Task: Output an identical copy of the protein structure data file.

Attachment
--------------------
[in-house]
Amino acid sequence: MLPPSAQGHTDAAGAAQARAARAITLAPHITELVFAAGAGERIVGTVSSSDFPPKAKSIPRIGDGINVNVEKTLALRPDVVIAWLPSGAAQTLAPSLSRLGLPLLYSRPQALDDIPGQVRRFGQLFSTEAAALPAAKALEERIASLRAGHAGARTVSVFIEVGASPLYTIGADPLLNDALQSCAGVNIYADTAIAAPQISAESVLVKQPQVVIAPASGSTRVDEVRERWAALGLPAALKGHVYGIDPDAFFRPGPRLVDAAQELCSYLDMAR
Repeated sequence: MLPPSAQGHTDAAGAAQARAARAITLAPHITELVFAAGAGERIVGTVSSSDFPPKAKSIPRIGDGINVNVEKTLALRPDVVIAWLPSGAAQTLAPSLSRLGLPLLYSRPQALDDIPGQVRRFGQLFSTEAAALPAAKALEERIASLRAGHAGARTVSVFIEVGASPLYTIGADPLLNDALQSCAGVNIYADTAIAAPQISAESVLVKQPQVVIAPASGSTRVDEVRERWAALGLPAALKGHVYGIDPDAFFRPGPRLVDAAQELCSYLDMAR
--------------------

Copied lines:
[in-house]
Amino acid sequence: MLPPSAQGHTDAAGAAQARAARAITLAPHITELVFAAGAGERIVGTVSSSDFPPKAKSIPRIGDGINVNVEKTLALRPDVVIAWLPSGAAQTLAPSLSRLGLPLLYSRPQALDDIPGQVRRFGQLFSTEAAALPAAKALEERIASLRAGHAGARTVSVFIEVGASPLYTIGADPLLNDALQSCAGVNIYADTAIAAPQISAESVLVKQPQVVIAPASGSTRVDEVRERWAALGLPAALKGHVYGIDPDAFFRPGPRLVDAAQELCSYLDMAR
Repeated sequence: MLPPSAQGHTDAAGAAQARAARAITLAPHITELVFAAGAGERIVGTVSSSDFPPKAKSIPRIGDGINVNVEKTLALRPDVVIAWLPSGAAQTLAPSLSRLGLPLLYSRPQALDDIPGQVRRFGQLFSTEAAALPAAKALEERIASLRAGHAGARTVSVFIEVGASPLYTIGADPLLNDALQSCAGVNIYADTAIAAPQISAESVLVKQPQVVIAPASGSTRVDEVRERWAALGLPAALKGHVYGIDPDAFFRPGPRLVDAAQELCSYLDMAR